Kate Winslet (Understandably) Ducked Out Of "Labor Day" TIFF Premiere
The film's premiere at Toronto Film Festival caused some uncomfortable moments for Winslet.
Kate Winslet honored the unwritten Hollywood tradition of stars not staying to watch the premieres of their own films and skipped out on the Toronto Film Festival showing of Labor Day. However, while many actors are simply not interested in seeing themselves on screen, Winslet not attending was intentional and related to the actress’s own pregnancy, as she revealed during a rather awkward exchange at the post-screening Q&A.
Jason Reitman's Labor Day premiered at TIFF this weekend, but not without some controversy.
The film, directed by Jason Reitman, stars Winslet as the troubled and reclusive Adele. Her character in the film is pregnant and, without giving too much away, the intense drama features some childbirth-related moments, which quickly became the subject of discussion after the screening. While most were hesitant to bring up the topic around the visibly pregnant Winslet, one apparently foreign journalist broached the question rather indelicately. According to Entertainment Weekly, the interviewer asked: “In the screen, the pregnancies go so bad. Had you ever thought about you such a hard story in real life.”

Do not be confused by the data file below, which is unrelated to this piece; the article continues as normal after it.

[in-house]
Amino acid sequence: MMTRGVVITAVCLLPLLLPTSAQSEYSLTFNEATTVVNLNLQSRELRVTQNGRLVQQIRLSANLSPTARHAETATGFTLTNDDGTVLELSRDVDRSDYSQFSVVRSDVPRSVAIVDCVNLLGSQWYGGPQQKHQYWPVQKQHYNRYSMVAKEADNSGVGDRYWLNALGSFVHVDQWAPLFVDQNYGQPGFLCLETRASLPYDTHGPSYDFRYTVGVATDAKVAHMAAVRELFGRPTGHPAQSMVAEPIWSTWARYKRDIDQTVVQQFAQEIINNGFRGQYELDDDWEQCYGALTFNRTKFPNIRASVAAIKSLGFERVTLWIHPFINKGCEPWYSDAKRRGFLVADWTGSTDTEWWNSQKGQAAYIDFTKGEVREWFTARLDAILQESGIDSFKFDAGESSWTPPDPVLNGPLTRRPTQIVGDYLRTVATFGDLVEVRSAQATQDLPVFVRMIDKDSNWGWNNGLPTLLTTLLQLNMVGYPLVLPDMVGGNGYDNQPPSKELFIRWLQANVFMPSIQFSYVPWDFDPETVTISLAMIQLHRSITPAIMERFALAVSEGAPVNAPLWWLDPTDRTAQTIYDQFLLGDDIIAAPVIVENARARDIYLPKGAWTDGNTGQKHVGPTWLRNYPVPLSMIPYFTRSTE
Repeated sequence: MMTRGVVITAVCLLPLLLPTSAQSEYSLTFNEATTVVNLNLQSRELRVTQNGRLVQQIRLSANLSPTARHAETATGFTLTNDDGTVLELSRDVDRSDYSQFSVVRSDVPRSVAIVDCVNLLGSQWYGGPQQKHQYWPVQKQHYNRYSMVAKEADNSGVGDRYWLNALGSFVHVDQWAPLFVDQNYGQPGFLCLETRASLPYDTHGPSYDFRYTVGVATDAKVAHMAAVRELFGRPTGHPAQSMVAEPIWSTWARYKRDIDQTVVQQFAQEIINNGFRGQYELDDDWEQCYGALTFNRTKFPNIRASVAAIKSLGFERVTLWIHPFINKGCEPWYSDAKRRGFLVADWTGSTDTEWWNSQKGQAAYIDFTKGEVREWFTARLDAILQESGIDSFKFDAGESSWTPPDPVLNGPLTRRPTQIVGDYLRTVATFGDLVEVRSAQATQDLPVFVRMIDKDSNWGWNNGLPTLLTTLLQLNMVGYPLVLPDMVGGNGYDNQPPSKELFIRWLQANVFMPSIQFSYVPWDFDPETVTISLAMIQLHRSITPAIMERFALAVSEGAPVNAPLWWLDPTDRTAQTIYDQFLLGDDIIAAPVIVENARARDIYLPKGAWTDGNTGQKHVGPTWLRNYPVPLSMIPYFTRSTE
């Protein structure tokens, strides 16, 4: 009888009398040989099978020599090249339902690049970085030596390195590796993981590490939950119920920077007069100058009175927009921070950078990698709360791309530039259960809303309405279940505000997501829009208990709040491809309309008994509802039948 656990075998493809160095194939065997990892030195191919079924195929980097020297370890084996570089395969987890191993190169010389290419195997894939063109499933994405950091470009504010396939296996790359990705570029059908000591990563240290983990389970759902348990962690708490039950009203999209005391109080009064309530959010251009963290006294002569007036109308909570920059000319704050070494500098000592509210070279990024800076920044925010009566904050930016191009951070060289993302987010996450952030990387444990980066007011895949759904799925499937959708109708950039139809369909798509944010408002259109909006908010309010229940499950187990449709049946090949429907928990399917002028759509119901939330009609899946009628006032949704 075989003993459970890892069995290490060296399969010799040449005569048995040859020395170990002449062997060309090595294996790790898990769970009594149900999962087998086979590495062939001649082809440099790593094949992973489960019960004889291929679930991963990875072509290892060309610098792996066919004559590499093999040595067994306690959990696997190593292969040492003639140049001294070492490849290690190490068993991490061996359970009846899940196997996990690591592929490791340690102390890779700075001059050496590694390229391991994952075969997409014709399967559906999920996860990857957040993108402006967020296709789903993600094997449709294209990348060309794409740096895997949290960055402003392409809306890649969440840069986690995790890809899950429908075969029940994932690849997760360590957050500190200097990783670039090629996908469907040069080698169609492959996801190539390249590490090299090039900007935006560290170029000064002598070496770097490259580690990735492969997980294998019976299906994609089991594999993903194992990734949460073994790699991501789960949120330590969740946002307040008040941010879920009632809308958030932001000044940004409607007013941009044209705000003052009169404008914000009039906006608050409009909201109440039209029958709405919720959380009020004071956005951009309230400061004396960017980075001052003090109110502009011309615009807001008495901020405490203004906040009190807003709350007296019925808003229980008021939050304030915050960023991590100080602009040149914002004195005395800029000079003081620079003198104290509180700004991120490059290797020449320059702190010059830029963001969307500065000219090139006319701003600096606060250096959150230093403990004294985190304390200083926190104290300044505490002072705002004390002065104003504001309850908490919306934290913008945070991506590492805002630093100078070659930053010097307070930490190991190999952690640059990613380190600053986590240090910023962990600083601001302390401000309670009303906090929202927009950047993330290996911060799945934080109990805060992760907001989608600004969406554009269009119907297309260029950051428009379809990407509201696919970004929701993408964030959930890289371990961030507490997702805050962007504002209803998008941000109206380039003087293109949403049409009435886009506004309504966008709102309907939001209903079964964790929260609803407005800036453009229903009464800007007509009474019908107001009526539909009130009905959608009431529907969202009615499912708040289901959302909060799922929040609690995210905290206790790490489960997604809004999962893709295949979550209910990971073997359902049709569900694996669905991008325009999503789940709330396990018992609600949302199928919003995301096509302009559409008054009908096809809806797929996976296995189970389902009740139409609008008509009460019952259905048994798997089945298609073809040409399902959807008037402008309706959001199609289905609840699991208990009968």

Winslet and co-star Josh Brolin pose together at the TIFF Labor Day photocall.
When asked to clarify, the journalist explained to Winslet and the noticeably uncomfortable members of the audience: The pregnancy part of the movie being so hard. If during her own pregnancy, if she thought about it at all.”
Winslet had personal reasons for her absense from the premiere.
The actress was apparently unfazed and, after initially trying to dodge the question, she then answered: “Emotionally, it was very hard and those scenes were very difficult. Actually, I chose not to see the film tonight because it’s just weird to do that right now.”
The film's subject matter hit a little too close for the actress.
Overall, the film, telling the story of a pregnant mother of one, who gets kidnapped while on a shopping excursion with her son, was well received at the festival, much like Reitman’s other five features, which have screened in Toronto in previous years. Labor Day will see a limited release on Christmas Day 2013 and will screen in theatres across the US a month later, from January 31, 2014.
Overall, Reitman's film was well received.